"I will take you anywhere in Beijing you want to go, but not to the area where artists are displaying their work. It is too dynamic, too dangerous there."

I was one of the first Americans to go into the People's Republic of China after the so-called Cultural Revolution, and this is what my government host told me. In Prague, I was openly tailed by the Czech secret police. I later found out they were instructed to let me go anywhere in the city I wanted to go except to an area where art was on display.

Traveling behind the Iron and Bamboo Curtains during the height of the Cold War gave me particular insight into the power of art. Totalitarian governments have always made very strong attempts to censor music, the visual arts, architecture, drama and literature. Why? Because the arts have power.

Unfortunately, most American evangelical Christians have seen art from the totalitarian government point of view -- seeing it as something to be controlled rather than created. This failure to acknowledge the great potential power of the arts has been very detrimental to individual believers and to God's Kingdom.

As the ones on Earth closest to the Creator, Christians should be the most wonderfully creative --participating in all the arts, glorifying Christ through them. Sadly, Christianity's artistic muscle has atrophied to the point where Christians and the Church have become marginalized in the arts. Our only discernible role is as censors and critics -- not creators.

A case in point is Christianity's relationship with the National Endowment for the Arts (NEA) -- a federal agency most Christians love to hate. Established by Congress and funded with tax dollars, the NEA was organized to support quality art in the United States. All too often, though, it has funded projects considered by many to be offensive, blasphemous and pornographic.

But one of the reasons the NEA has funded so little art that's pleasing to Christians is that Christians have hardly been involved except in protest. Few Christian artists have submitted proposals for NEA funding and very few have sought to be a part of the NEA machinery. Is it any wonder the agency doesn't reflect Christian values? It has rarely seen any.

This negative role for Christianity was galvanized when the works of Maplethorpe and Cerranos were being displayed around the country. Christians mounted protests, picketing selected museums and galleries displaying the works. However, protesting without offering an alternative is never effective... usually it only draws more attention to what's being protested against. The bottom line is, if our only artistic presence is as censors, we will never occupy the artistic high ground. We are dismissed as "Philistines," which is what the press did in the Maplethorpe and Cerranos incidents. A much better approach would have been to supplement protests with competing exhibits of God-honoring art in every city where Maplethorpe and Cerranos were shown. Christians could have then said, in effect, "Take your pick. Choose the good or the grotesque." Unfortunately, the public never got that choice. The Christian emphasis in the arts shouldn't be to tell how bad the world's art is, but to reveal through creativity and excellence how good God is.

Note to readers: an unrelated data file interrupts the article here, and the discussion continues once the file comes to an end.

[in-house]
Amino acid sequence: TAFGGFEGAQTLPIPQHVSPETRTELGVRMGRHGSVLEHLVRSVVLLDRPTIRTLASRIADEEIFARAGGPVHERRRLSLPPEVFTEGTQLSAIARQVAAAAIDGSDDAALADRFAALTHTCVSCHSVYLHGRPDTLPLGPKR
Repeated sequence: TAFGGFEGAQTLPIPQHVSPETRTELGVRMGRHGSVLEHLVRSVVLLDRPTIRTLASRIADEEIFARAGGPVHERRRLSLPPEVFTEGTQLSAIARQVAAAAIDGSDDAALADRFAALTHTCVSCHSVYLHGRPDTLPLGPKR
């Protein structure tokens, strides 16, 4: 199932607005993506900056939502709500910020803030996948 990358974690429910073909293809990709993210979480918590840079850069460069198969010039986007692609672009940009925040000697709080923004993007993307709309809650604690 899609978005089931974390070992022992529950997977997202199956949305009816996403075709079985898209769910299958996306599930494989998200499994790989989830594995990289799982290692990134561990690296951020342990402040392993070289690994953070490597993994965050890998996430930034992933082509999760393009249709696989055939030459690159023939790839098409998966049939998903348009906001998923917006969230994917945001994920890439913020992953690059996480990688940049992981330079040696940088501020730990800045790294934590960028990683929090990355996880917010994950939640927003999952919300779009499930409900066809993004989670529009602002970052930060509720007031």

The first step is simply to become familiar with the arts. For most American Christians, art is most often an afterthought, when considered at all. In Roaring Lambs (Zondervan), I include a simple test to help readers determine how well they are doing with Jesus' admonition to be "salt." By far, the question that evokes the most comment - even wonderment -- is "Do you own at least one work of art?" The average Christian just doesn't see how understanding and appreciating art has anything to do with a life of faith.

And that's too bad. If individuals can't acknowledge the benefits of the arts, how can our churches? It's rare for the arts to be given much attention in American evangelical churches. Few buy and display Christian art or have Christian arts festivals. Few have budgeted support for Christian art. Perhaps most damaging, few evangelical churches have programs to support and encourage artistically talented young people to pursue careers in art as a ministry, as an integral part of a life of faith. Given this state of the Christian church, one of two things frequently happens. Artistically talented Christians either give up their artistic vocation, or they give up their faith. Either is tragic. The result is wasted God-given talent and a severe lack of Christian witness in the arts. Working Christian artists should have the opportunity to share and demonstrate their work so that Christians may realize how the arts are an honorable and productive way to serve God. And those with artistic ability should be encouraged to pursue the arts -- not separate from their faith, but as a vital and integral part of their commitment to Christ. Through competence, class and commitment, Christian artists should earn the right to be seen and heard. Their work, whether or not all of it is necessarily of a "religious" nature, should glorify God. And even the most worldly and blasphemous artists should be seen not as enemies, but as people for whom Christ died.

Art is powerful and could be powerfully used to glorify God and to build His Kingdom. Christians should move with the power of God to reclaim the arts and to testify to the beauty of Jesus to all who live inside, as well as outside, the arts community.